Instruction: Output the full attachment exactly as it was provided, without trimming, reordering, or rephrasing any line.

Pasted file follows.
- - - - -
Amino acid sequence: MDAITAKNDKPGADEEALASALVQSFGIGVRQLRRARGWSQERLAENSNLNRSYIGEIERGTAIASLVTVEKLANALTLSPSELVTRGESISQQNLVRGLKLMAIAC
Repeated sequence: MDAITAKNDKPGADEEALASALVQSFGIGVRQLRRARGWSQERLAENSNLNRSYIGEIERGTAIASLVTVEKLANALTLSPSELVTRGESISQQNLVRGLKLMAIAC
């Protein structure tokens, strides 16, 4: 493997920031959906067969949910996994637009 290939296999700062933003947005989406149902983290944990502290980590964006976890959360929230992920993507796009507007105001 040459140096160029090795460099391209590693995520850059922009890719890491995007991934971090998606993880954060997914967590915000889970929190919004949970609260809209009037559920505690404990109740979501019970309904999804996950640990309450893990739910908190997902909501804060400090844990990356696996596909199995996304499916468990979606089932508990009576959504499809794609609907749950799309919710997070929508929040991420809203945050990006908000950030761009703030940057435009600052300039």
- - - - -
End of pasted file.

Amino acid sequence: MDAITAKNDKPGADEEALASALVQSFGIGVRQLRRARGWSQERLAENSNLNRSYIGEIERGTAIASLVTVEKLANALTLSPSELVTRGESISQQNLVRGLKLMAIAC
Repeated sequence: MDAITAKNDKPGADEEALASALVQSFGIGVRQLRRARGWSQERLAENSNLNRSYIGEIERGTAIASLVTVEKLANALTLSPSELVTRGESISQQNLVRGLKLMAIAC
């Protein structure tokens, strides 16, 4: 493997920031959906067969949910996994637009 290939296999700062933003947005989406149902983290944990502290980590964006976890959360929230992920993507796009507007105001 040459140096160029090795460099391209590693995520850059922009890719890491995007991934971090998606993880954060997914967590915000889970929190919004949970609260809209009037559920505690404990109740979501019970309904999804996950640990309450893990739910908190997902909501804060400090844990990356696996596909199995996304499916468990979606089932508990009576959504499809794609609907749950799309919710997070929508929040991420809203945050990006908000950030761009703030940057435009600052300039």